News / Asia

Chinese Astronauts to Attempt Manual Space Docking

China's astronauts salute before they depart for the Shenzhou 9 spacecraft rocket launch pad at the Jiuquan Satellite Launch Center in Jiuquan, China, June 16, 2012 (AP).China's astronauts salute before they depart for the Shenzhou 9 spacecraft rocket launch pad at the Jiuquan Satellite Launch Center in Jiuquan, China, June 16, 2012 (AP).
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China's astronauts salute before they depart for the Shenzhou 9 spacecraft rocket launch pad at the Jiuquan Satellite Launch Center in Jiuquan, China, June 16, 2012 (AP).
China's astronauts salute before they depart for the Shenzhou 9 spacecraft rocket launch pad at the Jiuquan Satellite Launch Center in Jiuquan, China, June 16, 2012 (AP).
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VOA News
China is planning to conduct its first manual docking between a spacecraft and an orbiting space module Sunday.

Astronauts on the Shenzhou 9 spacecraft will try to dock with the Tiangong 1 lab module without using an automated system.

One of the three is China's first female astronaut, Liu Yang.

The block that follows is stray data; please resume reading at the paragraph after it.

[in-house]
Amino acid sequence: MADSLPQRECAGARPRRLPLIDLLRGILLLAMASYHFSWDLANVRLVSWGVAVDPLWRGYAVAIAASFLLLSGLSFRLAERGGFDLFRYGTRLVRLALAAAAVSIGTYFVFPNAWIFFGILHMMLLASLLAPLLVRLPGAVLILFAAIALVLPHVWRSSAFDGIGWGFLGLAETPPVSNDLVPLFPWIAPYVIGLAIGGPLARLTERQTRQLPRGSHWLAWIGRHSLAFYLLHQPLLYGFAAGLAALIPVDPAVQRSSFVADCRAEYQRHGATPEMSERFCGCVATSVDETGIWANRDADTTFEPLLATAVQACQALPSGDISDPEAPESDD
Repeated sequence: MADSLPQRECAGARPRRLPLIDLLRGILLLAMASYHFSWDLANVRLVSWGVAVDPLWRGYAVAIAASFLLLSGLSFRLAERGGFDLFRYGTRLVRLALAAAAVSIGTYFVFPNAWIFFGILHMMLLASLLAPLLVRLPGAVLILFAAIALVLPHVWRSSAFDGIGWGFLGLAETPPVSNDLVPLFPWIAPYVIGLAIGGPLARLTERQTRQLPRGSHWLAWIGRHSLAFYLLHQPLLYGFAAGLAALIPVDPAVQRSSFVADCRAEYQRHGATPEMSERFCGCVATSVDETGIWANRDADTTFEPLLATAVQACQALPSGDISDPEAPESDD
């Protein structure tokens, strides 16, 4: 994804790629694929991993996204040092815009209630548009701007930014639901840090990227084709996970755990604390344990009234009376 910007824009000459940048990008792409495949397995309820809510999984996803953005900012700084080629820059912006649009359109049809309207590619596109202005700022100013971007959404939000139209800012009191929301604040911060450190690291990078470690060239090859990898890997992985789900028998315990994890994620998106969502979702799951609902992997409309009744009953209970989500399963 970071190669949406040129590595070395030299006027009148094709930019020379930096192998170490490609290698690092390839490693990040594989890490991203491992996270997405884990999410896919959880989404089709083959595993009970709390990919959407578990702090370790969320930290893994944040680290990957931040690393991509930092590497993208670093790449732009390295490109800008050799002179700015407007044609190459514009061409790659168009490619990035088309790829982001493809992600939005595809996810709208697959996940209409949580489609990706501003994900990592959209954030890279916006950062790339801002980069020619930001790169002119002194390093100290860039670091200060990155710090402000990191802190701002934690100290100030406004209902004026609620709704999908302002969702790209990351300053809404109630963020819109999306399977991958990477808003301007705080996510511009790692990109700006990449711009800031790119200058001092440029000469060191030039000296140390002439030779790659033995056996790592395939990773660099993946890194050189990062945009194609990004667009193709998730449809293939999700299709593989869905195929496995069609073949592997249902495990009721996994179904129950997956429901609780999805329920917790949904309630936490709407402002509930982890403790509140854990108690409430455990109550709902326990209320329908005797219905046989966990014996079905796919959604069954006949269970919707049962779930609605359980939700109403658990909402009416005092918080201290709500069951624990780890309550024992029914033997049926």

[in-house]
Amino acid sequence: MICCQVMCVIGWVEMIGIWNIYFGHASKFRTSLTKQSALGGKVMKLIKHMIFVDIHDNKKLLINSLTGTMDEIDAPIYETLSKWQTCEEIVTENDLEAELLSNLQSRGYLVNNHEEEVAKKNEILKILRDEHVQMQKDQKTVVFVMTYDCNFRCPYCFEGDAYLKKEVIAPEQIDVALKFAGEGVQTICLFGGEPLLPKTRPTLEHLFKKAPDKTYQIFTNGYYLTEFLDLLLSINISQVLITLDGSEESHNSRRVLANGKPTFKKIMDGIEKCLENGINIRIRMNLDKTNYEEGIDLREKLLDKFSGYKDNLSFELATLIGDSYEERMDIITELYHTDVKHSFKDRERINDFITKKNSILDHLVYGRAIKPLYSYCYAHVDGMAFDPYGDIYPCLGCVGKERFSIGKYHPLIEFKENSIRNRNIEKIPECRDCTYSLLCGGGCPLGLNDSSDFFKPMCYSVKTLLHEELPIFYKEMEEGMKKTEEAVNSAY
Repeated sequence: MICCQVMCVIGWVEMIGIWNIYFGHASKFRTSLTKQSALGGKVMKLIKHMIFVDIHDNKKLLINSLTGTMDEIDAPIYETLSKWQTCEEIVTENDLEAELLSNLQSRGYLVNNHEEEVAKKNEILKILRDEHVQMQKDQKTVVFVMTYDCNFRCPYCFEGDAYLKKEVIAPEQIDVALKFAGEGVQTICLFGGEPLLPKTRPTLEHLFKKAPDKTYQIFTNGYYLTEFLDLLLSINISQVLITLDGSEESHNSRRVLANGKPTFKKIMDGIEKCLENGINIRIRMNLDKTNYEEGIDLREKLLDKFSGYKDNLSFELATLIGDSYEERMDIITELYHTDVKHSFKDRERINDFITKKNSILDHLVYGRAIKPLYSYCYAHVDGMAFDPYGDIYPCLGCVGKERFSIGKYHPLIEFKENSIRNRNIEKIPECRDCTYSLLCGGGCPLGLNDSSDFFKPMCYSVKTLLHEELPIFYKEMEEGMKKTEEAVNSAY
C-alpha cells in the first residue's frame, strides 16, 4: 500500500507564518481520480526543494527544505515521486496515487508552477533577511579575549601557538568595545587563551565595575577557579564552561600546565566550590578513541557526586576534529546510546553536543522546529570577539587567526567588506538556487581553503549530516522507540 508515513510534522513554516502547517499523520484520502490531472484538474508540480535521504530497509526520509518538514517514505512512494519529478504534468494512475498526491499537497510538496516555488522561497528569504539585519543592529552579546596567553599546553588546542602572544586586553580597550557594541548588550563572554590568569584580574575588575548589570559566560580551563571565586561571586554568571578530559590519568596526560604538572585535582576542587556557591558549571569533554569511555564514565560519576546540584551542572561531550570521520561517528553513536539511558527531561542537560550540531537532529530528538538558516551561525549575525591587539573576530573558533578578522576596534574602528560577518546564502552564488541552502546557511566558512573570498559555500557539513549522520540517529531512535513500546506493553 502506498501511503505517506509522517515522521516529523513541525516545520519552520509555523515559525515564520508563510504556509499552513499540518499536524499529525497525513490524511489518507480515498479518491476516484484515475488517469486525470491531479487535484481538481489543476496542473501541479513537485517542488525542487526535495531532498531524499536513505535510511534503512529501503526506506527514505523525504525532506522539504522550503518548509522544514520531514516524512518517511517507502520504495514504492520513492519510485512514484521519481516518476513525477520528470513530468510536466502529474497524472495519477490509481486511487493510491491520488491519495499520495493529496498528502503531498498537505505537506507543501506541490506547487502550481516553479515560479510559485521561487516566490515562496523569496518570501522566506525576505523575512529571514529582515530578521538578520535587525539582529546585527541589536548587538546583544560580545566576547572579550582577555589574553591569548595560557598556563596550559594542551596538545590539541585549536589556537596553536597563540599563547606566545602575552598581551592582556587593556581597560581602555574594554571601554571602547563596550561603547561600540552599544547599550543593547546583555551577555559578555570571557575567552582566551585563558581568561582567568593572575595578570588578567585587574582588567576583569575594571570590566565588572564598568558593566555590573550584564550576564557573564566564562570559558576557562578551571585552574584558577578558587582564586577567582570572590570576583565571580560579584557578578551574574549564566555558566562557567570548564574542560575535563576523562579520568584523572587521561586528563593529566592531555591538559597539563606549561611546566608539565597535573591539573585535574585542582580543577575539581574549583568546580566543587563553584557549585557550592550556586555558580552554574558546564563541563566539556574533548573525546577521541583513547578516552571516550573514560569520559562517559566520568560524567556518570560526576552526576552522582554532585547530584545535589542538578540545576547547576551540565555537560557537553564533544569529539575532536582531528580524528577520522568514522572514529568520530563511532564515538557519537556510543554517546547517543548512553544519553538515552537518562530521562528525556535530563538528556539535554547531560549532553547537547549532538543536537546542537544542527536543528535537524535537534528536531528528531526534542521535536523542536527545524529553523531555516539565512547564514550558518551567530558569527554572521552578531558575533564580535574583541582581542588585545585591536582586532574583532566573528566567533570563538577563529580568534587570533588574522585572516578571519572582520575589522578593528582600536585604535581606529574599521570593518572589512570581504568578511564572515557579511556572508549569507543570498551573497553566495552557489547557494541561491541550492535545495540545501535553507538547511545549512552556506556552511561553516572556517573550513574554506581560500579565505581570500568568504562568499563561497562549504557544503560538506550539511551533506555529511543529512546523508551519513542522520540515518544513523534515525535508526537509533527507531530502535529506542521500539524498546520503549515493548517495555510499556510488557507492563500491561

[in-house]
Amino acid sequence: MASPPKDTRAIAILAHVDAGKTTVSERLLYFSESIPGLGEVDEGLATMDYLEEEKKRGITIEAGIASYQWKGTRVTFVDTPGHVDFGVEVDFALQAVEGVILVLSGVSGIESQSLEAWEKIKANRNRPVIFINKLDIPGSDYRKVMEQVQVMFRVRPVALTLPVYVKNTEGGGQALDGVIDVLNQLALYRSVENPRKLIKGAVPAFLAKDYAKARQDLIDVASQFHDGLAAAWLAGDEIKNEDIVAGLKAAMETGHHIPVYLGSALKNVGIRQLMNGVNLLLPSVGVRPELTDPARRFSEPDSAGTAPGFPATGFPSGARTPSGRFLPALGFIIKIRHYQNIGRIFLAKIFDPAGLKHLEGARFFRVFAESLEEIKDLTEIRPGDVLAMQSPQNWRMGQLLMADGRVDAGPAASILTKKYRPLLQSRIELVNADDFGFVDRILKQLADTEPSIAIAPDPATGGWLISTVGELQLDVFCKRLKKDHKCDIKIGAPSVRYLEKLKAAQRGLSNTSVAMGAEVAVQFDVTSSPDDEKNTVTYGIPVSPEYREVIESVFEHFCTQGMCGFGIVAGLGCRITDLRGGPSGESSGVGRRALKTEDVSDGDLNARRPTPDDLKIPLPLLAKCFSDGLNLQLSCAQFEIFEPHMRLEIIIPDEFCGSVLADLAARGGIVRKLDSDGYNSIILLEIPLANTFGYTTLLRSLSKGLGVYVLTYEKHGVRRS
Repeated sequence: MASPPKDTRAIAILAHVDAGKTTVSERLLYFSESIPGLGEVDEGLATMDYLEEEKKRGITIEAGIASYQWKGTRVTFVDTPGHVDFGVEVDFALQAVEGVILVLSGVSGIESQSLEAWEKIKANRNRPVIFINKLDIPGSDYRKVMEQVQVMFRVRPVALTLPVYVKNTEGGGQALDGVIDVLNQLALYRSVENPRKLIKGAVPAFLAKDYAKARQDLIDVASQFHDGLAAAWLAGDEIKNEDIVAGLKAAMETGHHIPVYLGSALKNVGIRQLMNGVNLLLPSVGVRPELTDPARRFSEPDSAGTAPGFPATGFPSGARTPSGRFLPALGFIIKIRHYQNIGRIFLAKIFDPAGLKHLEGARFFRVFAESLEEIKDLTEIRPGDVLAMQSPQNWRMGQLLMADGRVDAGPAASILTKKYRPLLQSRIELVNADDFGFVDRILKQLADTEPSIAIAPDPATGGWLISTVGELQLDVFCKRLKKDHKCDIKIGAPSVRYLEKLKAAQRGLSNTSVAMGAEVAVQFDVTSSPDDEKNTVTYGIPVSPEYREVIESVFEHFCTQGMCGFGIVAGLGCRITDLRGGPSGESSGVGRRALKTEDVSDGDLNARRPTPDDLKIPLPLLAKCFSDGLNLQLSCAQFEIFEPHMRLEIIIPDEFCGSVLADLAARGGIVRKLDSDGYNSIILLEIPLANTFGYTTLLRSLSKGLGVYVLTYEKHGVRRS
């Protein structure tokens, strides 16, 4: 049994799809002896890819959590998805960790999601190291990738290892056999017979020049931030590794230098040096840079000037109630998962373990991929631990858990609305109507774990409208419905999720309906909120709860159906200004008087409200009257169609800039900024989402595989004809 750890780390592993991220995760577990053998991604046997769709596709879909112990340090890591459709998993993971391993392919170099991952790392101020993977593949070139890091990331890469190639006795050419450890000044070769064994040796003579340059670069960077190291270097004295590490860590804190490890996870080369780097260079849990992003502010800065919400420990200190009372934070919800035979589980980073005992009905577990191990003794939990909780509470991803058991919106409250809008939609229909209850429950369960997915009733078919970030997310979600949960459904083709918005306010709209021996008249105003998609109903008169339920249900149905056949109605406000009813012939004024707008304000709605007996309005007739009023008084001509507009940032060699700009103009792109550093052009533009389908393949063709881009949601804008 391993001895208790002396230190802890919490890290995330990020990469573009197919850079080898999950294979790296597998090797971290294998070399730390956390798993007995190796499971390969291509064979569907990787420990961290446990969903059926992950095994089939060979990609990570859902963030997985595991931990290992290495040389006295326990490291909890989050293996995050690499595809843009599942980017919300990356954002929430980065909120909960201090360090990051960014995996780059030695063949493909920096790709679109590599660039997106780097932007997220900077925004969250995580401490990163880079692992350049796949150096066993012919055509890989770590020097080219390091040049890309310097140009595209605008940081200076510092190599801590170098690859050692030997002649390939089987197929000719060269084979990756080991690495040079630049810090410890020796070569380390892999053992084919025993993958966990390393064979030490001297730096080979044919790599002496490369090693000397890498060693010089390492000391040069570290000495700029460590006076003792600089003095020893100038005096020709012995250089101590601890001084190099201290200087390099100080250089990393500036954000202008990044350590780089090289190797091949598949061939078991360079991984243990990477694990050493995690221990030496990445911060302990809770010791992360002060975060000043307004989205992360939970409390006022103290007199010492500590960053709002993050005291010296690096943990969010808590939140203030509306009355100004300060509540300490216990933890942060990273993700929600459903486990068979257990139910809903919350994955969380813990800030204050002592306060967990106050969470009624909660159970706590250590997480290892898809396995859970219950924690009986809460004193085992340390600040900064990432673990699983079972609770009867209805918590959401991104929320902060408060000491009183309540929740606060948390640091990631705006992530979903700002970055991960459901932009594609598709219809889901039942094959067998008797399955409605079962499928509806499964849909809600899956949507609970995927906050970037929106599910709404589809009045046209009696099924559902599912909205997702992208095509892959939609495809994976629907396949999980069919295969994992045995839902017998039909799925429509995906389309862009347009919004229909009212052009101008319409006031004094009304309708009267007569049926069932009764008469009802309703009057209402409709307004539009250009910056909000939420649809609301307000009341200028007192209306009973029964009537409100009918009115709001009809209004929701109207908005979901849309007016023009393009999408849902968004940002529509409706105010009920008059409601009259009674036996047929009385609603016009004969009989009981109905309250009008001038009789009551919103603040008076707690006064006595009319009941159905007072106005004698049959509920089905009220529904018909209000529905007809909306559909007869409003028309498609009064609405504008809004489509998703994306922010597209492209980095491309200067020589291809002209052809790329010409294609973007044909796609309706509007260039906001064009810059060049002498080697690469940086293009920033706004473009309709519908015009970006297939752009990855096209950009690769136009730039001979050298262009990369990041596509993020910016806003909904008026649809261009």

The Shenzhou 9 spacecraft was launched June 16 and it docked with the Tiangong 1 module two days later after a successful automatic procedure.

Officials say the attempt at the more challenging manual docking will serve in the construction of a larger space station, which China aims to complete by 2020.
 
The Tiangong 1 is an experimental module that will only stay in orbit until 2013 and will later be replaced.

Before China, the United states and the Soviet Union accomplished manual docking successfully in the 1960s.

The technique requires great accuracy as it involves two objects placed in the same orbit and revolving around Earth at thousands of kilometers per hour.  The craft and the module need to connect very gently to avoid destroying each other.

After the rendezvous, two of the astronauts will move into the space station and perform scientific experiments before returning to Earth.  The mission is expected to last 10 days.

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